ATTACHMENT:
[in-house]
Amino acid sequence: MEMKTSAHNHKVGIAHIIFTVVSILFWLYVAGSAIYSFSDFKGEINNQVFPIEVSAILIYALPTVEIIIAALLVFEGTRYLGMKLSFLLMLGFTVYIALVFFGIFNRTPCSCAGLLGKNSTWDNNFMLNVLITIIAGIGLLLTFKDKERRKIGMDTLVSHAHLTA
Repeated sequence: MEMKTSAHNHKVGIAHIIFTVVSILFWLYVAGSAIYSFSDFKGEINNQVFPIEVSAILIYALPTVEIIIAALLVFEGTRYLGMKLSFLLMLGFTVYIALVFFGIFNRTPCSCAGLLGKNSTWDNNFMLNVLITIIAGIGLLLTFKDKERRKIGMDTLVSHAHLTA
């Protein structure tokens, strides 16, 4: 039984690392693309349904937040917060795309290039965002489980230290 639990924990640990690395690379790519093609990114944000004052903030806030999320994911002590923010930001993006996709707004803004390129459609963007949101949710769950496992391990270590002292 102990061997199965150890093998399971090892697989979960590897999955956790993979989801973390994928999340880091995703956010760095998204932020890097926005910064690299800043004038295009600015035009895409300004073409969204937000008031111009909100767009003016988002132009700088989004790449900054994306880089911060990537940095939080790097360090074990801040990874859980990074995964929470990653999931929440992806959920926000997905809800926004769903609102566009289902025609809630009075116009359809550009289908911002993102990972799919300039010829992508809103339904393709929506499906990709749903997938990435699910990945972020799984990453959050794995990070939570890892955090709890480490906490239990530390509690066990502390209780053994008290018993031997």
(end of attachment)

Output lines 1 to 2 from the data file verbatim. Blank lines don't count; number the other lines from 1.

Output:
[in-house]
Amino acid sequence: MEMKTSAHNHKVGIAHIIFTVVSILFWLYVAGSAIYSFSDFKGEINNQVFPIEVSAILIYALPTVEIIIAALLVFEGTRYLGMKLSFLLMLGFTVYIALVFFGIFNRTPCSCAGLLGKNSTWDNNFMLNVLITIIAGIGLLLTFKDKERRKIGMDTLVSHAHLTA